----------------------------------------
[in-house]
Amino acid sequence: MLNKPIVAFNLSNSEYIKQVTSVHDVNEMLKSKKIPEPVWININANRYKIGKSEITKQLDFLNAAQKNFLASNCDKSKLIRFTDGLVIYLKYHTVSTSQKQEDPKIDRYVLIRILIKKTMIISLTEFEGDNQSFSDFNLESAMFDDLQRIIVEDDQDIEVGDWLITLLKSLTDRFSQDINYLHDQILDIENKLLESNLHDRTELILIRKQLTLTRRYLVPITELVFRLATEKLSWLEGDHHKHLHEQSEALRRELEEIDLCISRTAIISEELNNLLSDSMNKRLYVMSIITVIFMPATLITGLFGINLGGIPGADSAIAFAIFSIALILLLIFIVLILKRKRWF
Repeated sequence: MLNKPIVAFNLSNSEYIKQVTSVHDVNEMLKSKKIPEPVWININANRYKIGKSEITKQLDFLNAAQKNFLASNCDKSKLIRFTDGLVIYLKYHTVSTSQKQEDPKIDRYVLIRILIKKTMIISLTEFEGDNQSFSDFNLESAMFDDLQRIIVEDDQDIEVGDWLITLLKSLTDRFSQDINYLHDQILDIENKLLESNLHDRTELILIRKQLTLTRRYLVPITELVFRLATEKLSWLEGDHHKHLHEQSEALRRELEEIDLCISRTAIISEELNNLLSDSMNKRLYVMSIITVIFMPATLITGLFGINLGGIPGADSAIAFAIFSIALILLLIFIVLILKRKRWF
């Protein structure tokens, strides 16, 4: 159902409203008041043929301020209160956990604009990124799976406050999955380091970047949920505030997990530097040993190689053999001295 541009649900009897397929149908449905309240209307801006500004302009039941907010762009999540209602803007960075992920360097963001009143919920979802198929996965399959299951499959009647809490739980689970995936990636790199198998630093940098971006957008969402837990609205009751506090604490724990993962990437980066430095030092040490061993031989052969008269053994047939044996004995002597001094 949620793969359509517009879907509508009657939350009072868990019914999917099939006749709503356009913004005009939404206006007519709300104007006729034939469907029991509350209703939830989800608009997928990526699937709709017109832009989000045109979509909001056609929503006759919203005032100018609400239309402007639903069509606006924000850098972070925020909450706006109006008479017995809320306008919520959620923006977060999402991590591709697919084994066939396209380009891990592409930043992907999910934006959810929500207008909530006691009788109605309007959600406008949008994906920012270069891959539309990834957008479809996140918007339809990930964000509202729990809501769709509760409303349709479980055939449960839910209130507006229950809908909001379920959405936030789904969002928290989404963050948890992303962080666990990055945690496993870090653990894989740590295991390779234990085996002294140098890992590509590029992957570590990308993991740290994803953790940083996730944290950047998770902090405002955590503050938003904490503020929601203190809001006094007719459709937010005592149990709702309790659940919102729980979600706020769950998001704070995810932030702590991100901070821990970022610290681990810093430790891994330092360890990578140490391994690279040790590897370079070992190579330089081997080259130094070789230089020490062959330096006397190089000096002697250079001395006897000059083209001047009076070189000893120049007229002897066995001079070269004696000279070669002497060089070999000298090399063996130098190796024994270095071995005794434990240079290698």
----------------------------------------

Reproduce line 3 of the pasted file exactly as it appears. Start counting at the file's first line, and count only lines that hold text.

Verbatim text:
Repeated sequence: MLNKPIVAFNLSNSEYIKQVTSVHDVNEMLKSKKIPEPVWININANRYKIGKSEITKQLDFLNAAQKNFLASNCDKSKLIRFTDGLVIYLKYHTVSTSQKQEDPKIDRYVLIRILIKKTMIISLTEFEGDNQSFSDFNLESAMFDDLQRIIVEDDQDIEVGDWLITLLKSLTDRFSQDINYLHDQILDIENKLLESNLHDRTELILIRKQLTLTRRYLVPITELVFRLATEKLSWLEGDHHKHLHEQSEALRRELEEIDLCISRTAIISEELNNLLSDSMNKRLYVMSIITVIFMPATLITGLFGINLGGIPGADSAIAFAIFSIALILLLIFIVLILKRKRWF